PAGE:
NaariSamatā

Women Empowerment

Our mission is to help make India a safer place for women and children
About us
Helping women and children to feel safe without fear of molestation or rape

Very disturbed by the silence of the Indian diaspora in UK to the increasing number of gang rapes and the sheer brutality of them.  From this was born NaariSamatā, a charity to  work on rape prevention by teaching the youth about gender equality and respect for women. Being a silent bystander waiting for someone else to work towards building a better world is not an option any more. We need to act, if we care enough.

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Families under care
0
Youth Ambassadors
2
Full time Education help
280
Youth to be gender trained (postponed due to covid)
0
Abused women helped
46
children under food programme
25
Women skills trained
52
Underprivileged children helped

OUR PROJECTS

Our Projects are aligned with Global Sustainable Development Goals

Come join us
"I am not free while any woman is unfree, even when her shackles are very different from my own." - Audre Lorde

My Story

Events

Past, Present and Future

11 JULY 2021

The first stitching centre run by Diva D and Sur Rehbar was inaugurated today. It was a great event full of joy and laughter. Watch the great videos of the event.

25 Nov, 2020

WhiteRibbon Day UK are the leading charity that is ending male violence against women by engaging with men and boys to make a stand against violence.

Testimonials

Message from our Sponsors

Our partners
Our SPONSORS

PROJECT PRAGATI – Bihar

 

The Musahar community is a Dalit community found in the eastern Gangetic plains and the terai. They are also known as Banbasi. The other names of the Musahar are Bhuiyan and Rajawar. The Musahar are found throughout eastern Uttar Pradesh, southern Nepal, Bihar and Jharkhand. In Bihar, the word Musahar is said to be derived from the Bhojpuri mūs+ahar (literally rat eater), on account of their traditional occupation as rat catchers and many are still forced to do this work due to destitution and poverty. They are now mostly landless agricultural labourers and sometimes still have to resort to rat-catching to survive during lean times. They are one of the most marginalised castes in India, even among Dalits.

 

Almost all Musahars live in rural areas, with a mere 3% living in the city. In the rural areas, Musahar are primarily bonded agricultural labourers, but often go without work for as much as eight months in a year. Children work alongside their parents in the fields or as rag-pickers, earning as little as @25-30 in a day. The Musahar literacy rate is 3% overall and falls to a terrible rate of 1% among women. By some estimates, as many as 85% of some villages of Musahars suffer from malnutrition and with access to health centres scant, diseases such as malaria and kala-azar are prevented.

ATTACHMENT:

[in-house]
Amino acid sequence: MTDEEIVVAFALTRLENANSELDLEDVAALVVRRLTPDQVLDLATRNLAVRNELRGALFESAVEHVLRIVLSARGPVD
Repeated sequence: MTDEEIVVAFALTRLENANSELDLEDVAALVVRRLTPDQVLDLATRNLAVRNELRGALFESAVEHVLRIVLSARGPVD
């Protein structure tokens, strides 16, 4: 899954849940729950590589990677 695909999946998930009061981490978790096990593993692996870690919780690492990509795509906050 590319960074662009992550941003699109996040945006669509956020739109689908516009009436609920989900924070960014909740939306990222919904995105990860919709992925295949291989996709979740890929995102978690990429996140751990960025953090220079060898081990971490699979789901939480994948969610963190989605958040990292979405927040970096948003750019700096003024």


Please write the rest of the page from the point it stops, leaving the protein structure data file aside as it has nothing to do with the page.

They mainly work as a farm labourer and occasionally work as a construction worker. They sometimes migrate to find work. Youth remembers how their parents and relatives have struggled their whole lives in search of livelihood, and they have no hope for better days either. According to them, there is nothing in their life except for struggling for livelihood. They don’t dream to become rich, having lands and becoming powerful. They only need a simple life without livelihood crisis, earning to survive and a life with respect, unlike their parents and grandparents.

 

We cannot say that nothing has changed for Mushahars in the last decade. Most of the Mushahars were surviving on a single meal a day and that too of poor quality. Their main food was rat meat or meat of dead cattle. Now they are no longer forced to work as “bandhua majdoor” but the struggle for livelihood is still in the society. The tag of untouchability has also been minimizing. Their whole life circle is around food and livelihood insecurity.

 

The right to living in dignity should be fundamental to all. This project creates an environment for the children where they can study with dignity and pride. We have identified one of the 6 centres run by Pahal Ek Nayi Soch for this project to start with. This is a school for the tribal children at Bagardih Centre which is situated at Village-Bagardih, Block-Laxmipur, District-Jamui & State-Bihar. This is run in a dilapidated community hall that doubles up as a classroom.

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